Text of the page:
My pet peeve: Labeling “othered” groups as though everyone who falls under that umbrella term has the same needs to achieve full inclusion in society.
For obvious reasons, I’m going to focus on the umbrella of people with disabilities/disabled people right now, but these thoughts have been heavily influenced by reading posts from GLTB activists about trans* inclusion (or lack thereof) and blog carnivals like the Asian Women’s Carnival and International Blog Against Racism Week.
Over the summer, while I was in the process of ranting to Don about my disappointment with our current government’s inclusion of people with disabilities, I was stopped on the street and invited to a talk. “Is it fully accessible?”, I asked.
“Oh yes,” responded the person inviting us. “We have a wheelchair ramp.”
“Do you have material available in braille? Do you have a Sign interpreter?”
“Well then,” I snapped. “I guess you aren’t fully accessible, are you?”
(As I said, I was just ranting about this when we were interrupted with this invitation, so it was already on my mind. People need to pick better times to interrupt me. I’d like to think that normally I’d be more polite.)
There’s a certain hierarchy of accessibility that “everyone” knows about. If you have a ramp, you’re good! That this doesn’t address the needs of any number of disabled people is irrelevant – the main image of people with disabilities is that person (usually white and male) in a wheelchair.
So, in the effort to be inclusive without thinking thoroughly about what disability means, and who is included when making accommodations, we end up with situations like this one, from the comments on a post on disability at Feministe:
Fire alarms. So it’s great and all when fire alarms have bright flashing lights in addition to the blaring sound, so people with hearing loss (like my dad) will know if the alarm goes off and be able to evacuate, right? Yeah, well, it so happens that I have photosensitive epilepsy, and the light on pretty much every alarm cycles on a frequency that triggers my seizures. So if the alarm goes off, not only do I have a seizure, which sucks in the first place, but I also cannot evacuate the building because I am either (a) unconscious and convulsing or (b) in “zombie mode” and unable to navigate the world safely.
I always feel so, so guilty about advocating for accommodations for people with epilepsy that will make the place unsafe for people with other disabilities…but at the same time, I have EXACTLY THE SAME RIGHT to be able to be there and/or be safe there. It seems as though some types of disabled people–deaf, blind, and/or in a wheelchair, in particular–are privileged over others. I lived on campus as an undergraduate, and when the school installed a new fire alarm system that included flashing lights, I was told that they would have someone “come check on me” whenever the alarm went off. Excuse me? You can’t have someone come check on the zero deaf students in the building but the three of us with photosensitive epilepsy have to wait until the fire department shows up? Not to mention the risks that come with having a seizure in the first place (such as, for example, death)?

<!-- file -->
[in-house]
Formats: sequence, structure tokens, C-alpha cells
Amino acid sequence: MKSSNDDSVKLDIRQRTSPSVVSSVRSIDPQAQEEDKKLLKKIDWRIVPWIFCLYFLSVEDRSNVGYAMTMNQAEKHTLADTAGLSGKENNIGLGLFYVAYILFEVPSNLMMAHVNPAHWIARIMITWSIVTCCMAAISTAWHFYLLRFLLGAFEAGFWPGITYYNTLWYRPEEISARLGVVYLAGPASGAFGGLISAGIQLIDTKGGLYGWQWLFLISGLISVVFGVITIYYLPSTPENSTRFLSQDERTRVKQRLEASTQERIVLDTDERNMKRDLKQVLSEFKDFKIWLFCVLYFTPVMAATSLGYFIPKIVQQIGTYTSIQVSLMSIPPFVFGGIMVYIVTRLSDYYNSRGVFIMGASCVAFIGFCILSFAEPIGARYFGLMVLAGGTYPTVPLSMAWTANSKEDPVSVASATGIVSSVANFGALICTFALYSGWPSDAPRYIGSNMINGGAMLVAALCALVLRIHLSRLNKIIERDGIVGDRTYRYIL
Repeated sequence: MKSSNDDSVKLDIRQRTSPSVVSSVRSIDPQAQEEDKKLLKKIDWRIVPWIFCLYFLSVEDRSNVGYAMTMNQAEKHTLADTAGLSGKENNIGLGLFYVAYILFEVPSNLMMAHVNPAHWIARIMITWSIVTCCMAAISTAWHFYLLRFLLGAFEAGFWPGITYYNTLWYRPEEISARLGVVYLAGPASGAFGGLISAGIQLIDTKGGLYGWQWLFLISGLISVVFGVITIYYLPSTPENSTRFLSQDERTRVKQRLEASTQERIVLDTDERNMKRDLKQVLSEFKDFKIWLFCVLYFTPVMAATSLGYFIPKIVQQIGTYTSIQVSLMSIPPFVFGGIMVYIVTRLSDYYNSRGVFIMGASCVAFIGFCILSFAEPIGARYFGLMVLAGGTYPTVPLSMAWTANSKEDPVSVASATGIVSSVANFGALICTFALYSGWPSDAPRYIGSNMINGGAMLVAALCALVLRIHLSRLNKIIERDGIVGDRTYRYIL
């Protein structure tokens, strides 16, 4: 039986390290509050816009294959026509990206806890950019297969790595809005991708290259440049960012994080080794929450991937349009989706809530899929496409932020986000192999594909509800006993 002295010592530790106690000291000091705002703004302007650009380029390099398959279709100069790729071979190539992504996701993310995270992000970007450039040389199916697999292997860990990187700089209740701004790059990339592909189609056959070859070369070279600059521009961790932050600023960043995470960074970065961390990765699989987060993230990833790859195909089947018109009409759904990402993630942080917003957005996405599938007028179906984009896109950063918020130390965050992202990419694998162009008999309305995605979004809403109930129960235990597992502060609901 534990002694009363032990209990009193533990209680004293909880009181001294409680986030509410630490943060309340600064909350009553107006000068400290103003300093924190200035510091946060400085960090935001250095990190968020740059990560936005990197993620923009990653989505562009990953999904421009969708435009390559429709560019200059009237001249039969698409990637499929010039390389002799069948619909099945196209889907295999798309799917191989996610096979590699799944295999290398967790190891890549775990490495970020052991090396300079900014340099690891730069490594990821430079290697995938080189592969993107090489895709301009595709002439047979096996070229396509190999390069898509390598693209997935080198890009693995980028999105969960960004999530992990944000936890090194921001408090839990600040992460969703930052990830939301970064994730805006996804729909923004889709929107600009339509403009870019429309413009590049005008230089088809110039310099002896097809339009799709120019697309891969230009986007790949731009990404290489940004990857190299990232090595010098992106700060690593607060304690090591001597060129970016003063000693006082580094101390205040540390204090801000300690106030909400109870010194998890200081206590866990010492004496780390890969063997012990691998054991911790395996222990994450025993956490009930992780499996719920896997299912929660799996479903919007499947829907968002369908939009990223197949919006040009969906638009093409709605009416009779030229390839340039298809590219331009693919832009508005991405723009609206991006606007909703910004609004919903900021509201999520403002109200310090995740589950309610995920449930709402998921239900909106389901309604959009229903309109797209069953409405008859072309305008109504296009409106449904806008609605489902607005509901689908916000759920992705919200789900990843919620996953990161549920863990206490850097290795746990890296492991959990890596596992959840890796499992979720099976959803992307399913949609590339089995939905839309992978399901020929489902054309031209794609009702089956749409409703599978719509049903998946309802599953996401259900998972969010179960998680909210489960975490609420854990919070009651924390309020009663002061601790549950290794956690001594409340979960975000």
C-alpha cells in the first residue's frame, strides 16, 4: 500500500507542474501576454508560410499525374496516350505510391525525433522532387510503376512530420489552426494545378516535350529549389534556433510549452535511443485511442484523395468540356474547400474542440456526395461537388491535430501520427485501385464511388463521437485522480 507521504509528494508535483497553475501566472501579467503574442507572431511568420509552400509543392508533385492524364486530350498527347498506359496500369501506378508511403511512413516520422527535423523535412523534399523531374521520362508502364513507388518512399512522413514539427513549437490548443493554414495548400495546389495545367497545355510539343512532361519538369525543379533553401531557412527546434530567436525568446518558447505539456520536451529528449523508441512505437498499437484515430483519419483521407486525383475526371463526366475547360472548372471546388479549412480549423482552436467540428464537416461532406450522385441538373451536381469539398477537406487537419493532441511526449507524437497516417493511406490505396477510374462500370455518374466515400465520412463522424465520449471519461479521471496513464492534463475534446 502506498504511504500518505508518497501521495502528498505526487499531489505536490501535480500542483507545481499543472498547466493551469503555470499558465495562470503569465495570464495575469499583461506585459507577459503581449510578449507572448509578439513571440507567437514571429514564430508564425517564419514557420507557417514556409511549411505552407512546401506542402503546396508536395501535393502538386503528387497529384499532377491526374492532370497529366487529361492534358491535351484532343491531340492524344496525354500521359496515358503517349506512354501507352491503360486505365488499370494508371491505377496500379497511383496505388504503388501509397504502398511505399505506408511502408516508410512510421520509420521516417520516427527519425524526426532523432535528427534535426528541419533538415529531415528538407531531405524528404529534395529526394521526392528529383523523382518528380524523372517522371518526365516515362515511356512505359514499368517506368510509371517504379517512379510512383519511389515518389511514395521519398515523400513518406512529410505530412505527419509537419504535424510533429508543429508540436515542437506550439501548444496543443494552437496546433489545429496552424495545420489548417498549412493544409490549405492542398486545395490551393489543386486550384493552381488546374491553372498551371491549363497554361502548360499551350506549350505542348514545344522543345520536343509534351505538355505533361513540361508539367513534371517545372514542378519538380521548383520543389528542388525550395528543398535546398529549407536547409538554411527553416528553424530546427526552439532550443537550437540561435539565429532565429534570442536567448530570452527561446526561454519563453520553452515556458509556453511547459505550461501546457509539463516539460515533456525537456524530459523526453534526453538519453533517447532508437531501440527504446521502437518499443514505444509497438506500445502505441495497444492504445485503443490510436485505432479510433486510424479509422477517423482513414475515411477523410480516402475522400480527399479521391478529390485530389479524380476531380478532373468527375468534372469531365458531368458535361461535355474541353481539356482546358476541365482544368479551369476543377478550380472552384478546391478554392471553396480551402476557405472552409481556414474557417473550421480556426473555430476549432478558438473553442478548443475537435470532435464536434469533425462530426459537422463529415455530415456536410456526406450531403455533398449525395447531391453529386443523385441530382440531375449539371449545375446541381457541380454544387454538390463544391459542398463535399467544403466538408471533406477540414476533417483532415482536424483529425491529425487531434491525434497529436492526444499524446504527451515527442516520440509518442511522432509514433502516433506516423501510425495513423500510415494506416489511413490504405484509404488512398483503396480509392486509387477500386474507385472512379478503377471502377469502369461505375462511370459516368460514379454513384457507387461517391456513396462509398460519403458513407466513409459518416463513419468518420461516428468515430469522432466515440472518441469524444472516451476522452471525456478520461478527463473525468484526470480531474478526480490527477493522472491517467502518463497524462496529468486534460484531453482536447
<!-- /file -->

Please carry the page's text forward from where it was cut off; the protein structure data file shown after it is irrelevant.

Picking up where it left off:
Thoughtless accommodations, but gosh darn it, we’re “accessible”.
I know next to nothing about epilepsy, and my knowledge of deafness is limited, so I have no idea what sorts of accommodations would balance both the need for a flashing alarm and the need not to cause seizures in people. But that’s not my point. The point is that full inclusiveness, rather than going for the “easy” solution, would actually consider those needs and work them both in. It would be working with people with disabilities to design safety systems that would accommodate everyone. (Deaf people can also have epilepsy, after all.)
Grouping “othered” populations under this umbrella term allows the “general” population to decide “Oh, I’ve included a ramp, I’ve got a flashing light, and there’s braille on my elevator buttons, I’m set.” But we don’t all have those needs.
We’ve been grouped together as having the same needs both because it’s easier for the “general” population to decide they’ve “done enough”, and because we have greater strength in both self- and group-advocating when we band together. But, just like when other “othered” groups band together, things get left out, put aside, maybe next yeared.
I’m still mulling all of this over. My main activism-related issues are The Big Ones – my city is full of “just one steps” and has a serious lack of Sign Language interpreters. But right now, I’m sitting in a room with fluorescent lighting (severe migraine trigger). It looks like the fire alarm is of the flashing-light type. The door is pretty darn heavy. I haven’t seen a single TTY- pay phone on campus. And probably several other things that I’ve missed.
It’s almost like the easiest, umbrella-term solution isn’t the best one.
I’m still thinking about a lot of this stuff – I certainly don’t have all the answers. Feel free to get into it in the comments. (My schedule is such that I won’t be able to respond to anything until evening my time at the earliest, although other moderators will be approving comments for me.)